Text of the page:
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Profile: Jacob Nebel (New York University)
  1. An Intrapersonal Addition Paradox.Jacob M. Nebel - manuscript
    I present a new problem for those of us who wish to avoid the repugnant conclusion. The problem is an intrapersonal, risky analogue of the mere addition paradox. The problem is important for three reasons. First, it highlights new conditions at least one of which must be rejected in order to avoid the repugnant conclusion. Some solutions to Parfit's original puzzle do not obviously generalize to our intrapersonal puzzle in a plausible way. Second, it raises new concerns about how to (...)
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  2. Priority, Not Equality, for Possible People.Jacob M. Nebel - 2017 - Ethics 127 (4):896-911.
    How should we choose between uncertain prospects in which different possible people might exist at different levels of wellbeing? Alex Voorhoeve and Marc Fleurbaey offer an egalitarian answer to this question. I give some reasons to reject their answer and then sketch an alternative, which I call person-affecting prioritarianism.
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  3. The Good, the Bad, and the Transitivity of Better Than.Jacob M. Nebel - forthcoming - Noûs.
    The Rachels–Temkin spectrum arguments against the transitivity of better than involve good or bad experiences, lives, or outcomes that vary along multiple dimensions—e.g., duration and intensity of pleasure or pain. This paper presents variations on these arguments involving combinations of good and bad experiences, which have even more radical implications than the violation of transitivity. These variations force opponents of transitivity to conclude that something good is worse than something that isn’t good, on pain of rejecting the good altogether. That (...)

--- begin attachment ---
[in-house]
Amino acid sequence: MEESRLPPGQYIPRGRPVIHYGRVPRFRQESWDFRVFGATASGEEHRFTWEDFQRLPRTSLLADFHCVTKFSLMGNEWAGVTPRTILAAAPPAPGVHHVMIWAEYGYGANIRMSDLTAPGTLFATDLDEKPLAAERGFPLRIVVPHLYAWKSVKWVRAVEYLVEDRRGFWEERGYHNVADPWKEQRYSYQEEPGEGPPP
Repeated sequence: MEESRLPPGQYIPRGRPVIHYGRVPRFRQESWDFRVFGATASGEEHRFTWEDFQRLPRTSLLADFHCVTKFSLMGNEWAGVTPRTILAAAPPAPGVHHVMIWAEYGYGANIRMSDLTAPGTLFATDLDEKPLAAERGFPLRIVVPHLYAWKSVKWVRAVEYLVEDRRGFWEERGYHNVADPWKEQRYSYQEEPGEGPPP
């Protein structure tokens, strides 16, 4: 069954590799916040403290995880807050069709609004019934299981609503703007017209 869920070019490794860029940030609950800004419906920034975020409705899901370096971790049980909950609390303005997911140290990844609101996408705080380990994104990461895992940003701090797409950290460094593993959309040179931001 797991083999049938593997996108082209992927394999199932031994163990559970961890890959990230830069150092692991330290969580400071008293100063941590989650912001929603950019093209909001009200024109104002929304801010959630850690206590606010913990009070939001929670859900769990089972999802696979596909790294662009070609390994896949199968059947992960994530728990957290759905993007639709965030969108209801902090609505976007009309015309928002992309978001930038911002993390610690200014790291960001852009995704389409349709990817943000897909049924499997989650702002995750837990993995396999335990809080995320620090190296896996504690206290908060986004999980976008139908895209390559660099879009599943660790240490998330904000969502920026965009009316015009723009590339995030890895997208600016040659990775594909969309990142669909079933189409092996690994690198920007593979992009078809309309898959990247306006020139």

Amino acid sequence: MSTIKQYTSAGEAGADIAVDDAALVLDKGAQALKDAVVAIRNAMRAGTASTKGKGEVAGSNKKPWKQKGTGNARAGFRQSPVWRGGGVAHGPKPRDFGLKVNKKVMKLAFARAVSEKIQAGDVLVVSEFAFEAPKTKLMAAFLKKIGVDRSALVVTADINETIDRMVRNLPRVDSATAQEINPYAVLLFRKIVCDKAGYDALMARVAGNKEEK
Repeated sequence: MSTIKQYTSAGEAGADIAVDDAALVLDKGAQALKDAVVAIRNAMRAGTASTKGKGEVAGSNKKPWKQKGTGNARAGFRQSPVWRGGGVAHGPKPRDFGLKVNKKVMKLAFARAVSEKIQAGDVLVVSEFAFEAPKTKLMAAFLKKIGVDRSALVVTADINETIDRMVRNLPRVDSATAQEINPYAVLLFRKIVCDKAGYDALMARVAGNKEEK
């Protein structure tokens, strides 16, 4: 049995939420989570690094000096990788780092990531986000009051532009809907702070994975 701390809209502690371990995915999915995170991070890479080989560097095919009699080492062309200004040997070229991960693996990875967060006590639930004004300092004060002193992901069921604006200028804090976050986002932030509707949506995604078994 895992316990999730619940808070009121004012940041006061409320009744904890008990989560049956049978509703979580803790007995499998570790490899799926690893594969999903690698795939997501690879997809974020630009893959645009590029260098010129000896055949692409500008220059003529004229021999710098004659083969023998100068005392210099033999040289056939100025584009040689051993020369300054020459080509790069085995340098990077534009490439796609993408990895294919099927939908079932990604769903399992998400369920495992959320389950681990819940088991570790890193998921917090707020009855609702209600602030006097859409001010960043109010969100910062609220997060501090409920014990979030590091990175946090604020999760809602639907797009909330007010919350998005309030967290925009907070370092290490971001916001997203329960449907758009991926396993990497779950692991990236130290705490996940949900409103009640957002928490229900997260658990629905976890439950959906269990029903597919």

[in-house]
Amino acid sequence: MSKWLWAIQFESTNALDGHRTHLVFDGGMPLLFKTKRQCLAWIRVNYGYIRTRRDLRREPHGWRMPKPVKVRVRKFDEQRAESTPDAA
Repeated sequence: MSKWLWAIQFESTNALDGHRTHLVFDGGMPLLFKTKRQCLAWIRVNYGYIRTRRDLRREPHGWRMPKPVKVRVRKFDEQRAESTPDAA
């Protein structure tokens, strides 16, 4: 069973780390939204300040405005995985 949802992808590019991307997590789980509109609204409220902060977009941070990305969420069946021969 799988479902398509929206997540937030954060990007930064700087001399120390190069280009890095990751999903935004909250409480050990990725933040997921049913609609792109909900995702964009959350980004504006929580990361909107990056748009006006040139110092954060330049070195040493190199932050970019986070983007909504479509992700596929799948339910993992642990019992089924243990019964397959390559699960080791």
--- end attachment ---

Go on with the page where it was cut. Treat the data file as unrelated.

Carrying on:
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  4. Status Quo Bias, Rationality, and Conservatism About Value.Jacob M. Nebel - 2015 - Ethics 125 (2):449-476.
    Many economists and philosophers assume that status quo bias is necessarily irrational. I argue that, in some cases, status quo bias is fully rational. I discuss the rationality of status quo bias on both subjective and objective theories of the rationality of preferences. I argue that subjective theories cannot plausibly condemn this bias as irrational. I then discuss one kind of objective theory, which holds that a conservative bias toward existing things of value is rational. This account can fruitfully explain (...)
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